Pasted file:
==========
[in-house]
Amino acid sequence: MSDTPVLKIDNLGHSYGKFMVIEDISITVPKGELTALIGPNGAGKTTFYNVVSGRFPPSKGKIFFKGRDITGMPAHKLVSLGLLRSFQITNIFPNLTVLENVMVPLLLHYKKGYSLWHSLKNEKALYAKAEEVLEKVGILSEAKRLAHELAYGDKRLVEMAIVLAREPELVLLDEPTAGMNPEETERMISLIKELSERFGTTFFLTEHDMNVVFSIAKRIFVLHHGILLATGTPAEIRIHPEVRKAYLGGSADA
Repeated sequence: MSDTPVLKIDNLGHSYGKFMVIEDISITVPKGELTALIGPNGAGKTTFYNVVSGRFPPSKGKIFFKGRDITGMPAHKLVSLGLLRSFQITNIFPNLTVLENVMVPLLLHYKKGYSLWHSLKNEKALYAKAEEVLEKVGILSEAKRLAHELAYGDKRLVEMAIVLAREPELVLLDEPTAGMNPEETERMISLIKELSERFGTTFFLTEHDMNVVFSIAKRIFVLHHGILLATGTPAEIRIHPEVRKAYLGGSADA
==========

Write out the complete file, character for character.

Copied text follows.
[in-house]
Amino acid sequence: MSDTPVLKIDNLGHSYGKFMVIEDISITVPKGELTALIGPNGAGKTTFYNVVSGRFPPSKGKIFFKGRDITGMPAHKLVSLGLLRSFQITNIFPNLTVLENVMVPLLLHYKKGYSLWHSLKNEKALYAKAEEVLEKVGILSEAKRLAHELAYGDKRLVEMAIVLAREPELVLLDEPTAGMNPEETERMISLIKELSERFGTTFFLTEHDMNVVFSIAKRIFVLHHGILLATGTPAEIRIHPEVRKAYLGGSADA
Repeated sequence: MSDTPVLKIDNLGHSYGKFMVIEDISITVPKGELTALIGPNGAGKTTFYNVVSGRFPPSKGKIFFKGRDITGMPAHKLVSLGLLRSFQITNIFPNLTVLENVMVPLLLHYKKGYSLWHSLKNEKALYAKAEEVLEKVGILSEAKRLAHELAYGDKRLVEMAIVLAREPELVLLDEPTAGMNPEETERMISLIKELSERFGTTFFLTEHDMNVVFSIAKRIFVLHHGILLATGTPAEIRIHPEVRKAYLGGSADA